Solar eclipse of December 14, 1917

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Solar eclipse of December 14, 1917
Type of eclipse
Nature Annular
Gamma -0.9157
Magnitude 0.9791
Maximum eclipse
Duration 77 sec (1 m 17 s)
Coordinates 88°00′S 124°48′E / 88°S 124.8°E / -88; 124.8
Max. width of band 189 km (117 mi)
Times (UTC)
Greatest eclipse 9:27:20
Saros 121 (55 of 71)
Catalog # (SE5000) 9323

An annular solar eclipse occurred on December 14, 1917. A solar eclipse occurs when the Moon passes between Earth and the Sun, thereby totally or partly obscuring the image of the Sun for a viewer on Earth. An annular solar eclipse occurs when the Moon's apparent diameter is smaller than the Sun's, blocking most of the Sun's light and causing the Sun to look like an annulus (ring). An annular eclipse appears as a partial eclipse over a region of the Earth thousands of kilometres wide.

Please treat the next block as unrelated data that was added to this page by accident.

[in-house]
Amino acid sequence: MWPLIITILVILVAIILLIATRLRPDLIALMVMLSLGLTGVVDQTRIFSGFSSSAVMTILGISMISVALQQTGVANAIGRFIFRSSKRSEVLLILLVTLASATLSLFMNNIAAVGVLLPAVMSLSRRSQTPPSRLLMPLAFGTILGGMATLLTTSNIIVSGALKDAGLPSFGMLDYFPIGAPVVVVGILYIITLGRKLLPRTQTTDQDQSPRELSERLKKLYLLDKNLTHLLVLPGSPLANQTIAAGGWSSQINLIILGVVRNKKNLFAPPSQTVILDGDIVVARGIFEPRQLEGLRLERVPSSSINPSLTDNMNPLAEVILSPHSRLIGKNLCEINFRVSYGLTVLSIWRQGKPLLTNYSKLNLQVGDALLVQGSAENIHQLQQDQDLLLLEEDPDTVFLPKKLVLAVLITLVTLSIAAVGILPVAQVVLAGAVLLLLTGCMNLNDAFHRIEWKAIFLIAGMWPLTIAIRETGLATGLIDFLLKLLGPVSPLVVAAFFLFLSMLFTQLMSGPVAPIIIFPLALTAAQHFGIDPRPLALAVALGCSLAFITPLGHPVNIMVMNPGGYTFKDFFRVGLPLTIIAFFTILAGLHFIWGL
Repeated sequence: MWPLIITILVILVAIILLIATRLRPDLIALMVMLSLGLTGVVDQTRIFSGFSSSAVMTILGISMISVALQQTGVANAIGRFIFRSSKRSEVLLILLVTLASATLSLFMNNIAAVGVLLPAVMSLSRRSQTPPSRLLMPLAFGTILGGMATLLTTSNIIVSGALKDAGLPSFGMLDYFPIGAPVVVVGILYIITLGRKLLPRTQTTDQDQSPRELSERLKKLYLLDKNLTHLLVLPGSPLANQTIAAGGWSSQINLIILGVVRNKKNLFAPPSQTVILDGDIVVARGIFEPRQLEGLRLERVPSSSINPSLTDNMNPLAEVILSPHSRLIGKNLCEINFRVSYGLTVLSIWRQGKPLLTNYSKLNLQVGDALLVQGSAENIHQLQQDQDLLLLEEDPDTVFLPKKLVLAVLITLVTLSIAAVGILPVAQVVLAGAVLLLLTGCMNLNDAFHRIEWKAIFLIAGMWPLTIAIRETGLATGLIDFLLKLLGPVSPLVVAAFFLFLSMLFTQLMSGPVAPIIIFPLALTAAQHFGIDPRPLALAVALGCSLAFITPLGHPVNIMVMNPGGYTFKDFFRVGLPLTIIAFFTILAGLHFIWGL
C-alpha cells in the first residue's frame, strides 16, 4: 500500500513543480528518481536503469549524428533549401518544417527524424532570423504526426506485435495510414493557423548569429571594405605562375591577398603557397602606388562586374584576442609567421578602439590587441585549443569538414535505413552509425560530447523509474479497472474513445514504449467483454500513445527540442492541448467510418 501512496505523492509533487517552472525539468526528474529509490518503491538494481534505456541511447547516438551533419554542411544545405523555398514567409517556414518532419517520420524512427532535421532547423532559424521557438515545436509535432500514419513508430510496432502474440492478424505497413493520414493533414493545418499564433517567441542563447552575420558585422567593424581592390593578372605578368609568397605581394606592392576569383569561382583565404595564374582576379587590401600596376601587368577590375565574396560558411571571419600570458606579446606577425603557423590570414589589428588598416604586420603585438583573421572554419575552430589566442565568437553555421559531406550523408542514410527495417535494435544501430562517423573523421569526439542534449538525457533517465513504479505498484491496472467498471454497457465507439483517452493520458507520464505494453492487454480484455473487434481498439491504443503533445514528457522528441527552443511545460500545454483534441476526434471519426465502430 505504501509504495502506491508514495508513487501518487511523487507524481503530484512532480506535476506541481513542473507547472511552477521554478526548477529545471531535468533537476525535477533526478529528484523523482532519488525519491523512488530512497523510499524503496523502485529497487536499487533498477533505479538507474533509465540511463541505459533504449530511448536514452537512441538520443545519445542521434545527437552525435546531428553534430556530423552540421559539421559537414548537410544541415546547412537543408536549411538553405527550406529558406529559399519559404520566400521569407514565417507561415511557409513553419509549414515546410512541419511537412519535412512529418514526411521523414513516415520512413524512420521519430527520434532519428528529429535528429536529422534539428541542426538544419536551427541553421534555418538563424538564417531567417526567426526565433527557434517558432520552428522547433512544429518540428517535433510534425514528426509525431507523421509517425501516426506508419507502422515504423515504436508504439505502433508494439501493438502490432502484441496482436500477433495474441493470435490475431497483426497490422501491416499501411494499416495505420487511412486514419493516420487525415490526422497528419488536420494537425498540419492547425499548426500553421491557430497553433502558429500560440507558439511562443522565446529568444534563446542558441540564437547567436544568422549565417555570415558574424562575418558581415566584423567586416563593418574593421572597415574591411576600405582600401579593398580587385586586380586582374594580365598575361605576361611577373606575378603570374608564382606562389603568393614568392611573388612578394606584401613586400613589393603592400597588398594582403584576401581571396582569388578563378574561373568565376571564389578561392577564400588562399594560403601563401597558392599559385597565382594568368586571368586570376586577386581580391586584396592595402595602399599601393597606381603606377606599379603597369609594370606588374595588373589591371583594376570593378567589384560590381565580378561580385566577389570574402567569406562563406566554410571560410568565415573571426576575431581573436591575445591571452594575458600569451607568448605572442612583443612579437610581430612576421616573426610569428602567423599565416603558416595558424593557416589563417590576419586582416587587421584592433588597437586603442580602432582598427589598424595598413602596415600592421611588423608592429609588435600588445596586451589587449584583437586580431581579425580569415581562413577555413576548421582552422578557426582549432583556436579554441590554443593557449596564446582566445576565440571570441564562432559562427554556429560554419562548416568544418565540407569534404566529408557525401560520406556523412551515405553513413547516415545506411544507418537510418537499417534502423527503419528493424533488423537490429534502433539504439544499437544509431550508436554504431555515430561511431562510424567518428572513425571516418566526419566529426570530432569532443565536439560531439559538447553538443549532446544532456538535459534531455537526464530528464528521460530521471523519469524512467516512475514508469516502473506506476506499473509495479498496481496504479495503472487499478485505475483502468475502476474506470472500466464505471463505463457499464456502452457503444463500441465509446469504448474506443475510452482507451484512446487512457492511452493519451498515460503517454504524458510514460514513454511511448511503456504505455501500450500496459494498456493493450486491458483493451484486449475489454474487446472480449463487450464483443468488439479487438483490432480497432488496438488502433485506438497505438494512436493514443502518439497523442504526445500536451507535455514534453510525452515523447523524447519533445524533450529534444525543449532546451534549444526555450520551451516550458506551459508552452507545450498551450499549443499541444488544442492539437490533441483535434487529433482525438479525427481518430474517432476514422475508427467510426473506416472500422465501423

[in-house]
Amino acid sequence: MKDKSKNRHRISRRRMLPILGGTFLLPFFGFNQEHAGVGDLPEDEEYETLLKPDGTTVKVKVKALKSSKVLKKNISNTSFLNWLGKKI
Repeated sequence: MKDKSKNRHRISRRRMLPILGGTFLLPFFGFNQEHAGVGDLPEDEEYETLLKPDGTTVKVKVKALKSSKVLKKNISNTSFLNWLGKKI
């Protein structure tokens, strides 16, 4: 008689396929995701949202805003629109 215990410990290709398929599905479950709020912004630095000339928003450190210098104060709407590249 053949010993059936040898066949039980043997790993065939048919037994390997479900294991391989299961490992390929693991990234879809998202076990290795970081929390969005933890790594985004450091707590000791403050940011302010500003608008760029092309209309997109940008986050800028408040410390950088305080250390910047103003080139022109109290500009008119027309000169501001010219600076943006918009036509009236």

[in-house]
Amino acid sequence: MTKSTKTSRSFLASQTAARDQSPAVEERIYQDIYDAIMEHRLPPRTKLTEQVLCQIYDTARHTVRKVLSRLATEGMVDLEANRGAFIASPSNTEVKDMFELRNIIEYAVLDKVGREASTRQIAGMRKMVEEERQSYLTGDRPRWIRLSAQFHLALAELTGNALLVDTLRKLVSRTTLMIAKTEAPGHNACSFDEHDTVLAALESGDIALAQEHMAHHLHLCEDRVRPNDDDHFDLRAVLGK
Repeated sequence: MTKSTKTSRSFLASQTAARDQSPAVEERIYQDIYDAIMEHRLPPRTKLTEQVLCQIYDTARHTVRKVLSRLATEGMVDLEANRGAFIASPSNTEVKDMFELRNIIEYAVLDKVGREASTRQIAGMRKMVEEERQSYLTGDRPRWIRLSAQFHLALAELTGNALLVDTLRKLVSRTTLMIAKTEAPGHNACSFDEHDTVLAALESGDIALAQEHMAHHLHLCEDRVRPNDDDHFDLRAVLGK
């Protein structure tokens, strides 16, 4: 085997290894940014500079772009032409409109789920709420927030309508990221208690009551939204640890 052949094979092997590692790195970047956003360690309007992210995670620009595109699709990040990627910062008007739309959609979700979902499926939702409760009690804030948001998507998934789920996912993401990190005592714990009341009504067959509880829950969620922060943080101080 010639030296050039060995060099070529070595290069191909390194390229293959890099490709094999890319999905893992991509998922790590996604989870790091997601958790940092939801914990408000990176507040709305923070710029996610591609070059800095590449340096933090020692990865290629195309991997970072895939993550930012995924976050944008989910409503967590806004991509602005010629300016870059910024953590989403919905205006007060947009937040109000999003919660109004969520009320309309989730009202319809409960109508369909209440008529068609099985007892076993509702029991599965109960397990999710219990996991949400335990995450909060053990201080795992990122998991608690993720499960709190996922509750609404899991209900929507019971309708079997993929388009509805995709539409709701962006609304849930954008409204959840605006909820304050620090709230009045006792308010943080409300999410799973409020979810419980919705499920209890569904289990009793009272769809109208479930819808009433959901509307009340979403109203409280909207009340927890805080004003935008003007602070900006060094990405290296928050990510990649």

This annular eclipse is notable in that the path of annularity passed over the South Pole.

Related eclipses[edit]

Solar eclipses 1916-1920[edit]

Each member in a semester series of solar eclipses repeats approximately every 177 days and 4 hours (a semester) at alternating nodes of the Moon's orbit.